All Things Must Pass: Winning Streak Comes to an End

I became a baseball fan in the 1960’s.  Ever since, my favorite kind of game is a low scoring pitcher’s duel.  Friday’s Braves-Cub game at Wrigley Field made me feel like it was 1968 and I was back in elementary school  (Except that I would have been in school for this afternoon game and been forced to sneak a listen on my pocket transistor radio—today I was able to watch this one on my computer.)  Anyway, the Cubs broke a scoreless tie with a run in the 8th.  A.J. Minter showed he is human when he walked the leadoff man.  A sac bunt, steal of third, and sac fly brought home the only run of the game.   The Braves loaded the bases with two outs in the ninth, but couldn’t score, giving the Cubs a 1-0 victory.  1960’s baseball!

Isn’t it a Pity that the Braves lost their opportunity to tie the all-time franchise record for consecutive wins?  Maybe so, but My Sweet Lord, it’s been a fun June.  And you know, the streak was going to end one day soon.  Here’s the good news from today: the question that’s been on everyone’s mind lately is “What’s wrong with Charlie Morton?”  Charlie’s answer: “Not a doggone thing.”  Morton was brilliant, tossing seven scoreless, with 9 K’s, no walks and only 3 hits.  Honestly, I’d rather have Morton show that he’s still got it and lose, than win the game with Morton walking a bunch of guys and struggling to get through five innings.  As I said, the streak was going to end soon.  But having a solid Morton going forward means this team is in even better shape than I thought they were.  I’ll admit to being a big Morton fan.  If Not For You, Charlie, the Braves would not have won the World Series last year.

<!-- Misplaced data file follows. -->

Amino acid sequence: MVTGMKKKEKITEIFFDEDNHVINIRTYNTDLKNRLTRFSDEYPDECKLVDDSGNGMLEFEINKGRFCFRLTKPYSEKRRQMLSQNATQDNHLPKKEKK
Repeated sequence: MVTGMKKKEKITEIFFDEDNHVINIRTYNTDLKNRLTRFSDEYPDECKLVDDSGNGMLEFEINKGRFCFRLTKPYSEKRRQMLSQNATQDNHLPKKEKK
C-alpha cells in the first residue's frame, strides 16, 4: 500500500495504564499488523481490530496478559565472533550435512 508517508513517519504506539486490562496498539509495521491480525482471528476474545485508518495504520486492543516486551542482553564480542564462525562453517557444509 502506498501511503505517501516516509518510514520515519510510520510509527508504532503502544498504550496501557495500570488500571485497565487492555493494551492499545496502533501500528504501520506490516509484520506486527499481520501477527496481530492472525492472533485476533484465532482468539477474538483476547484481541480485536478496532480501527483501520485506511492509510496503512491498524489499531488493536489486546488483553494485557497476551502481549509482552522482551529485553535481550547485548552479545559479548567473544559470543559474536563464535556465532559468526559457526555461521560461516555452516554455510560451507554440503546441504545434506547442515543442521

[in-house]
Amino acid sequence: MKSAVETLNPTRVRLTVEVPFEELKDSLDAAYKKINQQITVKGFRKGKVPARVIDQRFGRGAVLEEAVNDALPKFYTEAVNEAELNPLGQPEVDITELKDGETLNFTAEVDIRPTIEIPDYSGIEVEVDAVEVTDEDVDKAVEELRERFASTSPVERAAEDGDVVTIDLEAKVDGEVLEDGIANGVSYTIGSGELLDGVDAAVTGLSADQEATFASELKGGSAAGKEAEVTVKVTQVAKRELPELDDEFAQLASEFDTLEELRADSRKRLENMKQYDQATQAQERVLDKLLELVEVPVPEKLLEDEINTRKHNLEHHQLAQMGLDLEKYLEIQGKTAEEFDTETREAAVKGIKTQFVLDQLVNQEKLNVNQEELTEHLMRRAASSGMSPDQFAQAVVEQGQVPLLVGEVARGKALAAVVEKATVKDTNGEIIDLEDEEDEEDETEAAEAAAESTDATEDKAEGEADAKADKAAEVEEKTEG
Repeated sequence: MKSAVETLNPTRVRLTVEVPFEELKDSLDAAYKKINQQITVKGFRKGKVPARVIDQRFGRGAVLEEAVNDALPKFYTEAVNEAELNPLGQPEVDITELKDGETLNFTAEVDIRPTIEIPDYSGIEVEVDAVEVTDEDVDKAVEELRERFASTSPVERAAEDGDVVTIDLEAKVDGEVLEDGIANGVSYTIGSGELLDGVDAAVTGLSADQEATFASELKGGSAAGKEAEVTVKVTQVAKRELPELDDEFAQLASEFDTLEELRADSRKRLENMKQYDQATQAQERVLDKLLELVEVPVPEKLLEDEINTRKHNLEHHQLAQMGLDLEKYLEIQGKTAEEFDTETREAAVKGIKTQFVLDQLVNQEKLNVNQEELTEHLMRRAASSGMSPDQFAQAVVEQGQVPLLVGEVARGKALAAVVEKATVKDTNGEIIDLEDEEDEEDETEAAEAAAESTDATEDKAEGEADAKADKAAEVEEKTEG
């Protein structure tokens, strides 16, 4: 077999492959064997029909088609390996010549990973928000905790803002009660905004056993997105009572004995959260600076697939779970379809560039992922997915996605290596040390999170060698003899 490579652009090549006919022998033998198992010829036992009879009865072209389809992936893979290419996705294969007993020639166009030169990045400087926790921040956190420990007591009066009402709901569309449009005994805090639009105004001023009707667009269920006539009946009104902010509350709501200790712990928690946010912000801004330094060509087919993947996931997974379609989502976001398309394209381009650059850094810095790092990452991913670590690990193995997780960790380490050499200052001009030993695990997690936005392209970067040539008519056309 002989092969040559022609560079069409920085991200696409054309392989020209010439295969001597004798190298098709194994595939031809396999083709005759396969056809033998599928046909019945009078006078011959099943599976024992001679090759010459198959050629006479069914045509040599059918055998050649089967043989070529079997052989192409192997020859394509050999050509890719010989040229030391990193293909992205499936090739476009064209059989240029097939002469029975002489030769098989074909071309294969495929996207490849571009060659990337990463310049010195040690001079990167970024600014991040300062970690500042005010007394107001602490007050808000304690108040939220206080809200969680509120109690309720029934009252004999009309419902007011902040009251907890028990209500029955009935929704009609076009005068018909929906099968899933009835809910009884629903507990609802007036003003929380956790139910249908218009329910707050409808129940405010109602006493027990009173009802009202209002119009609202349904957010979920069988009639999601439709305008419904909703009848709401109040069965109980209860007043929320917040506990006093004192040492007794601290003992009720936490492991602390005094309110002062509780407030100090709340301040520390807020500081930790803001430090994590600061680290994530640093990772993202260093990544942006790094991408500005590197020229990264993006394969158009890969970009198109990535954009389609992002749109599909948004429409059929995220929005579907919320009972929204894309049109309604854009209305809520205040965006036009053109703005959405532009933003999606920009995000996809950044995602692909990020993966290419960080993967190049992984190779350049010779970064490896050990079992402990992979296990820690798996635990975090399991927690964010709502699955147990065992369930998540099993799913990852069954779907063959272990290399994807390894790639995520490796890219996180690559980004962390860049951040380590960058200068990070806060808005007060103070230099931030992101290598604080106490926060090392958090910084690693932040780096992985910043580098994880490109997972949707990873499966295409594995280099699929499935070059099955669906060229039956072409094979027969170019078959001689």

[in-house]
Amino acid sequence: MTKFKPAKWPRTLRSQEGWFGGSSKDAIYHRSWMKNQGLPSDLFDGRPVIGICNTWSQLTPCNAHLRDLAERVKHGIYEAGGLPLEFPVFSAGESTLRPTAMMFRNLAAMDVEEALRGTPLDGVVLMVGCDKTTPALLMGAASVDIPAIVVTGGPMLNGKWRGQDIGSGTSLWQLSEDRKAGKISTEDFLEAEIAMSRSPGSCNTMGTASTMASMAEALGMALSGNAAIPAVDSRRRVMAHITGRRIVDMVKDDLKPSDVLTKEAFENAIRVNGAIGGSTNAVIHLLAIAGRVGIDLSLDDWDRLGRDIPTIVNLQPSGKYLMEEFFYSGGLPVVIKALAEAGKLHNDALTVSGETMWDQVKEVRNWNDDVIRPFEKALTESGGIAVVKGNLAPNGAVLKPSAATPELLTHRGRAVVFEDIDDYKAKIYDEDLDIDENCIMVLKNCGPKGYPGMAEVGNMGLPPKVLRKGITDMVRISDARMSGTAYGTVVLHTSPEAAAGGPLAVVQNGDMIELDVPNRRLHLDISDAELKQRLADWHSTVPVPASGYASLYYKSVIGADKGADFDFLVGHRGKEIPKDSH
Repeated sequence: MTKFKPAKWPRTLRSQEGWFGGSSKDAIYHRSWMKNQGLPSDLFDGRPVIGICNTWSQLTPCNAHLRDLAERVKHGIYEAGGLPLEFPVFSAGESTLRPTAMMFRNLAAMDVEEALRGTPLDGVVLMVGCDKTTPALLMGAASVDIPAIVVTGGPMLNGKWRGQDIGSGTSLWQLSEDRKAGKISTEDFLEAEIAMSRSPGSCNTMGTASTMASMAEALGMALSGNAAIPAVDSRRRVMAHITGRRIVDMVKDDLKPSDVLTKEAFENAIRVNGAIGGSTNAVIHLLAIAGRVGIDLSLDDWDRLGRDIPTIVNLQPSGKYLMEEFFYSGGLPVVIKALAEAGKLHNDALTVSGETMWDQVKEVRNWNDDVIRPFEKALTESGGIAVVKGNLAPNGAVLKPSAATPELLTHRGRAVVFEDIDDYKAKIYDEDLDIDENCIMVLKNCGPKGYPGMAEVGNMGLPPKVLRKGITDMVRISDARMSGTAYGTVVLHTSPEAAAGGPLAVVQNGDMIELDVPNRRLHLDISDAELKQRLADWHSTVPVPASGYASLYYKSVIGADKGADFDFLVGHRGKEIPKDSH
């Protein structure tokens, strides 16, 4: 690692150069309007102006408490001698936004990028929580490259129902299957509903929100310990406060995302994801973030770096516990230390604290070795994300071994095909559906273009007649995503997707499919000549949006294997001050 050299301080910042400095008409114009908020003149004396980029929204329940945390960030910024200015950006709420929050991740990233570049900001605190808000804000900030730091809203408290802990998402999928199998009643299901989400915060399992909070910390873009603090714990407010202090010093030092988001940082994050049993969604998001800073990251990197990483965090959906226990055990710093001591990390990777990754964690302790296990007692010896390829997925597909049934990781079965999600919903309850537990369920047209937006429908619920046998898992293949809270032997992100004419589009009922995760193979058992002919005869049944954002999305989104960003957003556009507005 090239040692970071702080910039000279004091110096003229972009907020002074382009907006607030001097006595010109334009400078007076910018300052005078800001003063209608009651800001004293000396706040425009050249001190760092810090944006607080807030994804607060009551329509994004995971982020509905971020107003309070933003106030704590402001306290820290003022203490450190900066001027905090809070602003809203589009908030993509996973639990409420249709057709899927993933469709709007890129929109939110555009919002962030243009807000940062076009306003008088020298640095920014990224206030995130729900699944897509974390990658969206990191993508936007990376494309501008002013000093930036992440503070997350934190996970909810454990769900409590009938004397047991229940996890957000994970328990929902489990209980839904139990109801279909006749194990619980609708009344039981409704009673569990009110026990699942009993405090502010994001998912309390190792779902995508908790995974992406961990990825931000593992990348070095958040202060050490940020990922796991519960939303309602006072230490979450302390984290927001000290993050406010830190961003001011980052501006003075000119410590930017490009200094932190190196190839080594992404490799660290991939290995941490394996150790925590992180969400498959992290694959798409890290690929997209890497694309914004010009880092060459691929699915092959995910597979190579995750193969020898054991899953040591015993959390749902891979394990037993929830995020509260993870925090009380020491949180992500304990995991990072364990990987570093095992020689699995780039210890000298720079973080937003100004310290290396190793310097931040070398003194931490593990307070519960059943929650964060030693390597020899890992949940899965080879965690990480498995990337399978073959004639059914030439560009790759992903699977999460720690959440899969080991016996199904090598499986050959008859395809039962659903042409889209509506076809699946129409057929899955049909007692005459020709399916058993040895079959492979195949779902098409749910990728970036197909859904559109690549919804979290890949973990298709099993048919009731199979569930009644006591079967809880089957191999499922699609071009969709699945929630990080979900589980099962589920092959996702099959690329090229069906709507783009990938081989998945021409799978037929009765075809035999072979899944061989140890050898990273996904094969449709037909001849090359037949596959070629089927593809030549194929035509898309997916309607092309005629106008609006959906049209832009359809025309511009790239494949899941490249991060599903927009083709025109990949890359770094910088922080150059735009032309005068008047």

And this team is in good shape indeed.  Since Aragorn took over the fifth starter role, Morton had been the weakest link in the starting rotation.  If he pitches like Charlie Morton the rest of the way, this is the strongest Braves’ rotation in years.  The bullpen, notwithstanding A.J.’s hiccup today, has been the best in the league.  This is a deep lineup that can hurt the other team from any spot in the order.  They are, as Snitker said in the post-game, a team that relies on the long ball (they lead the league in homers by a substantial margin).  On a day like today when the wind is blowing in at Wrigley, they struggled.  At least four fly balls might have gone out under other conditions.  But it is what it is.  The offense will score a lot of runs. Don’t let today’s result get you down. Beware of Darkness, and don’t give me your Wah-Wah. There is every reason to expect great things from the 2022 Braves. 

Do they have enough to catch the Mets?  Of course they do; a five game lead in mid-June isn’t much.  Will they? I think that depends on whether deGrom and/or Scherzer come back and pitch at something approaching their career norms.  If that happens, it will be a helluva race.  There are still 15 games left between the two, including a two week stretch in early August when they play each other nine (!) times.  They also face each other over the last weekend of the regular season.

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While we are looking ahead, let’s look at the next several seasons.  Rob posted today this list of some Braves and their FA years:

 Matzek (2025) Minter (2025) Soroka (2025) Fried (2025) Riley (2026) Anderson (2027) Wright (2027) Strider (2028) Contreras (2028) Ozzie (2028) Acuña (2029) Olson (2031) Harris (2028+)